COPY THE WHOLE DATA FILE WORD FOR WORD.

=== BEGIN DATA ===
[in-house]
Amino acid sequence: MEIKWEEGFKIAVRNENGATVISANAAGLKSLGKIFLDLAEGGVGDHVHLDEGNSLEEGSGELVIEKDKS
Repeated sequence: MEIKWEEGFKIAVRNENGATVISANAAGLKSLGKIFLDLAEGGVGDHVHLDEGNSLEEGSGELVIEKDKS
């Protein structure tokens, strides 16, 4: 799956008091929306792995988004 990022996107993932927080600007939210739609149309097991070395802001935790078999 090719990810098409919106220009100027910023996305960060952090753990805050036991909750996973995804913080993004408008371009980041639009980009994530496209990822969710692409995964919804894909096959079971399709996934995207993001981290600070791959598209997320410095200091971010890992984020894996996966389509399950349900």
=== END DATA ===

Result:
[in-house]
Amino acid sequence: MEIKWEEGFKIAVRNENGATVISANAAGLKSLGKIFLDLAEGGVGDHVHLDEGNSLEEGSGELVIEKDKS
Repeated sequence: MEIKWEEGFKIAVRNENGATVISANAAGLKSLGKIFLDLAEGGVGDHVHLDEGNSLEEGSGELVIEKDKS
């Protein structure tokens, strides 16, 4: 799956008091929306792995988004 990022996107993932927080600007939210739609149309097991070395802001935790078999 090719990810098409919106220009100027910023996305960060952090753990805050036991909750996973995804913080993004408008371009980041639009980009994530496209990822969710692409995964919804894909096959079971399709996934995207993001981290600070791959598209997320410095200091971010890992984020894996996966389509399950349900």